What you should know: The House of Representatives had in December 2020 directed NAICOM to suspend the mandatory deadline for the first phase of 50%-60% of the minimum paid-up share capital for insurance and reinsurance firms.
Nigeria’s Qua Iboe crude exports resume as ExxonMobil lifts force majeure
ExxonMobil has lifted a force majeure on Nigeria’s Qua Iboe crude oil exports as production resumes.
ExxonMobil has lifted a force majeure on Nigeria’s Qua Iboe crude oil export terminal, as crude exports resume for the first time in almost six weeks after a fire at the terminal halted operations.
This is according to a company spokesman yesterday, who confirmed the company had lifted force majeure on Qua Iboe crude loadings.
Qua Iboe production started to ramp up to normal levels of 200,000 b/d in the past week, according to sources, with the release of both the February and March loading programs.
The VLCC Dalia was also in the process of loading a 1-million-barrel stem at the Qua terminal since January 21, 2021, according to data intelligence firm Kpler. This will be the first export of Qua Iboe since December 15, 2020, after a fire hit the facility and injured two workers.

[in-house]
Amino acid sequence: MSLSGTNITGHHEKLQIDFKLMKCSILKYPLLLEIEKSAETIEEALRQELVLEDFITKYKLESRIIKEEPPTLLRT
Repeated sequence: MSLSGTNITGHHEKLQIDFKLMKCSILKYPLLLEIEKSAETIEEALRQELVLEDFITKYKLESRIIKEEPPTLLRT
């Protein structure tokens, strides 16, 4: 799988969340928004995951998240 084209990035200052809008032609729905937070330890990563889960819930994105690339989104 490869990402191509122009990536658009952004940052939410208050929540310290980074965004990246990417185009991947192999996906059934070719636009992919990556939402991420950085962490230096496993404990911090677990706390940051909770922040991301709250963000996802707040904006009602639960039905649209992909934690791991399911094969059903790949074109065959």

The company has been under pressure since the closure and prices have taken a hit as a result of the disruption. S&P Global Platts last assessed the grade at a discount to Dated Brent of 50 cents/b, down from a premium against the benchmark in December.
Bonny Light, a mainstay Nigerian crude which typically trades at roughly the same level as Qua Iboe, was last assessed 30 cents/b higher.
What they are saying
One trader said: “If you get a cargo of Qua now it could be 50 cents to a dollar below Bonny even – a January cargo is completely out of cycle and the reliability issues mean people won’t touch it.”
Another trader stated that: “[The return of Qua Iboe] is not what West African crude assessments (WAF) differentials needed.”
What you should know
- Qua Iboe is one of Nigeria’s largest export grades, and is very popular among global refiners, with India, the US, Canada, Italy, Spain, Indonesia, and the Netherlands being key buyers.
- Qua Iboe is light sweet crude, which has a gravity of 36 API and sulfur content of 0.13%. The crude, produced from fields 20-40 miles off the coast of southeast Nigeria, is brought to shore at the Qua Iboe terminal via a seabed pipeline system.
- Indian demand has steadied following a buying spree late last year, and European demand has been hit by renewed coronavirus lockdowns in the region.
- Prices for Nigerian crude have suffered in recent weeks, even with lower supply due to the outage.
- February and March loading programs have been issued for Qua Iboe averaging 169,643 b/d and 153,226 b/d respectively.
- Production of this key grade ranged between 180,000-220,000 b/d in 2020, according to S&P Global Platts estimates.